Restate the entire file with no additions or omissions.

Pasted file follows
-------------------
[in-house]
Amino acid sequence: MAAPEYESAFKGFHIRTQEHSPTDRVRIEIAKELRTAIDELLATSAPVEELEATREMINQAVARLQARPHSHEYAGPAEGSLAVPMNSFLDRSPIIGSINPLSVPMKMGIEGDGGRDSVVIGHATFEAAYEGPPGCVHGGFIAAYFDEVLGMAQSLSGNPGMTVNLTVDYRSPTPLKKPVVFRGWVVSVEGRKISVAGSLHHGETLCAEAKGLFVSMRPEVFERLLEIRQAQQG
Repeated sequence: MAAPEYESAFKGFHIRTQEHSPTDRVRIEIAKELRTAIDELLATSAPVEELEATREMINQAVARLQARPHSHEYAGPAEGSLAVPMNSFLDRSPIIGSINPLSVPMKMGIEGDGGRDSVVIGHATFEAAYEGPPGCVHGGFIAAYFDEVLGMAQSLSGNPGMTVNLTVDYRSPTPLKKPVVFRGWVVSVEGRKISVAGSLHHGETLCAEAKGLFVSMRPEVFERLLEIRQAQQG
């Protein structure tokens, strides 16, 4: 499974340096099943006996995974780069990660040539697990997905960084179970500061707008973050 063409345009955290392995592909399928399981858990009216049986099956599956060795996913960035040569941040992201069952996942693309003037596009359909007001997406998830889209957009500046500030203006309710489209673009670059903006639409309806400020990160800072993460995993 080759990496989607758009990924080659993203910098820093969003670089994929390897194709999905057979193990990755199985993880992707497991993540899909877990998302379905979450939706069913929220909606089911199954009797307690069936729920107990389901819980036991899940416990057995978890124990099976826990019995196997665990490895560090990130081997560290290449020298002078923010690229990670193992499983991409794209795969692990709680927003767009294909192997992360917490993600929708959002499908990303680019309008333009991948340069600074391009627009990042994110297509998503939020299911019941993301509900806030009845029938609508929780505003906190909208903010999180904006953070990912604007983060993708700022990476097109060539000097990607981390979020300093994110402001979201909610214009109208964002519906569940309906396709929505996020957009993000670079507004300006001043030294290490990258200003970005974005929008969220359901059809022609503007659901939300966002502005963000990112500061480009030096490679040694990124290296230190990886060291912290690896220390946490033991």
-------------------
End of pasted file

[in-house]
Amino acid sequence: MAAPEYESAFKGFHIRTQEHSPTDRVRIEIAKELRTAIDELLATSAPVEELEATREMINQAVARLQARPHSHEYAGPAEGSLAVPMNSFLDRSPIIGSINPLSVPMKMGIEGDGGRDSVVIGHATFEAAYEGPPGCVHGGFIAAYFDEVLGMAQSLSGNPGMTVNLTVDYRSPTPLKKPVVFRGWVVSVEGRKISVAGSLHHGETLCAEAKGLFVSMRPEVFERLLEIRQAQQG
Repeated sequence: MAAPEYESAFKGFHIRTQEHSPTDRVRIEIAKELRTAIDELLATSAPVEELEATREMINQAVARLQARPHSHEYAGPAEGSLAVPMNSFLDRSPIIGSINPLSVPMKMGIEGDGGRDSVVIGHATFEAAYEGPPGCVHGGFIAAYFDEVLGMAQSLSGNPGMTVNLTVDYRSPTPLKKPVVFRGWVVSVEGRKISVAGSLHHGETLCAEAKGLFVSMRPEVFERLLEIRQAQQG
């Protein structure tokens, strides 16, 4: 499974340096099943006996995974780069990660040539697990997905960084179970500061707008973050 063409345009955290392995592909399928399981858990009216049986099956599956060795996913960035040569941040992201069952996942693309003037596009359909007001997406998830889209957009500046500030203006309710489209673009670059903006639409309806400020990160800072993460995993 080759990496989607758009990924080659993203910098820093969003670089994929390897194709999905057979193990990755199985993880992707497991993540899909877990998302379905979450939706069913929220909606089911199954009797307690069936729920107990389901819980036991899940416990057995978890124990099976826990019995196997665990490895560090990130081997560290290449020298002078923010690229990670193992499983991409794209795969692990709680927003767009294909192997992360917490993600929708959002499908990303680019309008333009991948340069600074391009627009990042994110297509998503939020299911019941993301509900806030009845029938609508929780505003906190909208903010999180904006953070990912604007983060993708700022990476097109060539000097990607981390979020300093994110402001979201909610214009109208964002519906569940309906396709929505996020957009993000670079507004300006001043030294290490990258200003970005974005929008969220359901059809022609503007659901939300966002502005963000990112500061480009030096490679040694990124290296230190990886060291912290690896220390946490033991």